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Regular banknotes, issued in "normal times" and made from paper are practically all rectangular and without holes. But there were a couple of times when people remembered that anything can be "money", if they just believe in it. Below are some examples of holes in notes and odd shapes. These examples were chosen to fit the question as originally framed. ...


22

Here are a couple of square banknotes. The first one is also possibly unique in that it is one-sided. "A small square shaped and rather scarce very good or much better banknote from Argentina. This is the 1st April 1867 one peso banknote issued by the Province of Buenos Ayres in Argentina. The note is of white paper with black printing." Source: picclick....


15

Article I of the U.S. Constitution states: Section 8. The Congress shall have power ... To coin money, regulate the value thereof, and of foreign coin .... Section 10. No state shall ...; coin money; emit bills of credit; make anything but gold and silver coin a tender in payment of debts, .... So as of the U.S. Constitution coming ...


8

In principle, a coin is worth its value in precious metal, plus or minus what the locals think of the issuing authority. So an unknown silver coin weighing half an ounce would be worth 'half an ounce of silver in local coinage' less the expected costs of melting it down and re-coining. The Vikings, who didn't use coins as such, used 'hacksilver' as an ...


8

From Wikipedia: In their oldest attested form, as used in the ancient Near and Middle East of the 8th century BCE onwards, bullae were hollow ball-like clay envelopes that contained other smaller tokens that identified the quantity and types of goods being recorded. In this form, bullae represent one of the earliest forms of specialization in the ancient ...


7

First, it is important to understand that the economic system of ancient Mesopotamia was something much closer to a barter system than a modern market. Money did exist, but not in the fully standardized form we are used to today. Here is a relevant article which explains: Although Babylon had flourishing trading activity, Hammurabi did not come up with ...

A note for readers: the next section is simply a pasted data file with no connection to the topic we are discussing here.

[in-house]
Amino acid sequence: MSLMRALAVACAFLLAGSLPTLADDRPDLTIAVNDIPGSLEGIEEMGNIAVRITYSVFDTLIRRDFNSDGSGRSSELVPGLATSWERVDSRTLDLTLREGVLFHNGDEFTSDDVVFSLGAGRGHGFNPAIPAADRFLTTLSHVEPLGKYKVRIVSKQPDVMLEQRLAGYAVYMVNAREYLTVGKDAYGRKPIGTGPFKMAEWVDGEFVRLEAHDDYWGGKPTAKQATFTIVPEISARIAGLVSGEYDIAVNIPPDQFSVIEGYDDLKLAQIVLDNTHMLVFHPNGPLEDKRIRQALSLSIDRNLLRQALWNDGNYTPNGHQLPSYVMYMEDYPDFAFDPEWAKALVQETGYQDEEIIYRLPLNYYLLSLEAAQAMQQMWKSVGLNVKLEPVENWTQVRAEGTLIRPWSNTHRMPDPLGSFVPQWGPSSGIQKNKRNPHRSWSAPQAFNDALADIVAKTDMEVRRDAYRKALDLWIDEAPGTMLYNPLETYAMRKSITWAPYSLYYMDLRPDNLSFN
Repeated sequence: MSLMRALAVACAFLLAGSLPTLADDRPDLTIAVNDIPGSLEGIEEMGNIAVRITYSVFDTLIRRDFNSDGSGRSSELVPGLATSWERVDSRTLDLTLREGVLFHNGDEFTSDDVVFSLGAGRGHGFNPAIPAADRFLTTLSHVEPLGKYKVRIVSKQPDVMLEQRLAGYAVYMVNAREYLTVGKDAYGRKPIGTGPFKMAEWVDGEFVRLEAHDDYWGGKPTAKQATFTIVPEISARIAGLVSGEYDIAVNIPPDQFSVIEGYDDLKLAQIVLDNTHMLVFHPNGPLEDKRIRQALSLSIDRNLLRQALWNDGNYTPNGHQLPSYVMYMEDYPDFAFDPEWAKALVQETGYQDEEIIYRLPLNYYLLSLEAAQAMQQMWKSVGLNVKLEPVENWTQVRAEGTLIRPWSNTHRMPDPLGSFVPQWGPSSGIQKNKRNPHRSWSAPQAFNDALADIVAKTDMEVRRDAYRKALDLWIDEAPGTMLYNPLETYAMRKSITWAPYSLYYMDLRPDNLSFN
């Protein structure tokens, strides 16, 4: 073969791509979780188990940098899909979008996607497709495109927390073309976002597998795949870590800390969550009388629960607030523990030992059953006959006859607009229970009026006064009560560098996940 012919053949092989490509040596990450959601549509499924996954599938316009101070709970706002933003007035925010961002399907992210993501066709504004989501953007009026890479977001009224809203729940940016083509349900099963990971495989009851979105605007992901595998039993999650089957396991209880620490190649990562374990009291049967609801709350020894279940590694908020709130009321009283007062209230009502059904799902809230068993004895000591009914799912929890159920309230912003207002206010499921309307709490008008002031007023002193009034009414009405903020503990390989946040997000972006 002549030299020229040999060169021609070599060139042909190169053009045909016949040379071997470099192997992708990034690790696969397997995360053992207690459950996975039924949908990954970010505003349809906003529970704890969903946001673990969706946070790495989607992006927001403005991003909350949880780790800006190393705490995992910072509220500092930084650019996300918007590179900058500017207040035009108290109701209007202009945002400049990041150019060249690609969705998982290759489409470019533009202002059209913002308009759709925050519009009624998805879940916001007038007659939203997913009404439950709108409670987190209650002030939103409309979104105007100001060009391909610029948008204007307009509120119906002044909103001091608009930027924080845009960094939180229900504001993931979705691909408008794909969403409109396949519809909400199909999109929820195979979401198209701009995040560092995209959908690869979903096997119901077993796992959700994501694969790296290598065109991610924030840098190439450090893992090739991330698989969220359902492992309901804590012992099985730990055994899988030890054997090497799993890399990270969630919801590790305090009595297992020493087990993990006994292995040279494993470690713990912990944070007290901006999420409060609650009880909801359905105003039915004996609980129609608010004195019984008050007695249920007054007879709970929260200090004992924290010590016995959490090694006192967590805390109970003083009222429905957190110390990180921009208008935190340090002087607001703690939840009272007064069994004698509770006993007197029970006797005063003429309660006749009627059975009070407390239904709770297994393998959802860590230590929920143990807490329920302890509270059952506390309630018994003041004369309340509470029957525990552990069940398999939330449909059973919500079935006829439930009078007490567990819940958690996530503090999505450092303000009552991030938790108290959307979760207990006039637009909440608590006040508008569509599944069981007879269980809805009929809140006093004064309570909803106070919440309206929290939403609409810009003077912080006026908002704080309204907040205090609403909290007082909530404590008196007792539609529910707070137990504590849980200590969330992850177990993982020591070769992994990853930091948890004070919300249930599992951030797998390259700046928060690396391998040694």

6

Marco Polo was, famously, amazed when he first encountered paper currency during his travels. In this respect he started a long tradition -- why would anyone accept this rather than something tangible like metal. The Khans, it should be noted in passing, solved that problem by sentencing those who refused it to death. Modern states solve the same problem by ...


4

Essentially, rob the poor to pay the rich French franc, like any major currency at that time, was backed by gold. Franc Germinal was valued at 0.3225 g of gold. This was instituted in 1803 and did not change until 1928. Theoretically, your savings in francs were as good as gold, and many poor and middle income citizens held their life savings in government ...


2

Maybe a little out-of-the-box thinking is called for. Source: Alexander Klink via Wikimedia Commons, attribution 4.0 license There was very little specie (i.e. precious metal coinage) in Britain's North American colonies, so throughout most of the Colonial period, tobacco was money in the big tobacco-producing colonies of Maryland, Virginia, and North ...


1

A few points to note: The devaluation is from 5/5 to 4/5, or 20%, and not from 5/5 to 1/5 (ie by 4/5) as presumed in the original post. The devaluation by 20% is only 3 times that performed in 1962 by the Canadian Government that immortalized the DiefenDollar, after Canada's then Prime Minister George Diefenbaker: Humour notwithstanding, the only real ...


1

One candidate seems to be some 1945 Finnish banknotes seem to have been near-squares. From what I can see they are still rectangular though, if an unusual ratio. Unfortunately I cannot find dimensions to be certain.


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